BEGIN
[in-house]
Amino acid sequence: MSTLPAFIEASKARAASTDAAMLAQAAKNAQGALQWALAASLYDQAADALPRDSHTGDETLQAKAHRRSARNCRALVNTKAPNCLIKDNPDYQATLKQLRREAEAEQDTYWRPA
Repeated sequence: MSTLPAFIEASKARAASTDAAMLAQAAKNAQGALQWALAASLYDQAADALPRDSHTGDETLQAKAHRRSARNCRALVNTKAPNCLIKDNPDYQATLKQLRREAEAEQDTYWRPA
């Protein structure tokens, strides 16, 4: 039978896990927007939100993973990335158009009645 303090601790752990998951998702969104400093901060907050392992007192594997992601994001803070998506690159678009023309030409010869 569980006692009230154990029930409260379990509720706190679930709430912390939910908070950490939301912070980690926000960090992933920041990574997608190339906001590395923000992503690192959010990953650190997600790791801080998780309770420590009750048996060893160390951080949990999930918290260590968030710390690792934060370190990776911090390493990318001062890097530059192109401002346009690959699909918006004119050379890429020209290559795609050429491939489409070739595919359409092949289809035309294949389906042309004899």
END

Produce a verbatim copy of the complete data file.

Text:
[in-house]
Amino acid sequence: MSTLPAFIEASKARAASTDAAMLAQAAKNAQGALQWALAASLYDQAADALPRDSHTGDETLQAKAHRRSARNCRALVNTKAPNCLIKDNPDYQATLKQLRREAEAEQDTYWRPA
Repeated sequence: MSTLPAFIEASKARAASTDAAMLAQAAKNAQGALQWALAASLYDQAADALPRDSHTGDETLQAKAHRRSARNCRALVNTKAPNCLIKDNPDYQATLKQLRREAEAEQDTYWRPA
């Protein structure tokens, strides 16, 4: 039978896990927007939100993973990335158009009645 303090601790752990998951998702969104400093901060907050392992007192594997992601994001803070998506690159678009023309030409010869 569980006692009230154990029930409260379990509720706190679930709430912390939910908070950490939301912070980690926000960090992933920041990574997608190339906001590395923000992503690192959010990953650190997600790791801080998780309770420590009750048996060893160390951080949990999930918290260590968030710390690792934060370190990776911090390493990318001062890097530059192109401002346009690959699909918006004119050379890429020209290559795609050429491939489409070739595919359409092949289809035309294949389906042309004899």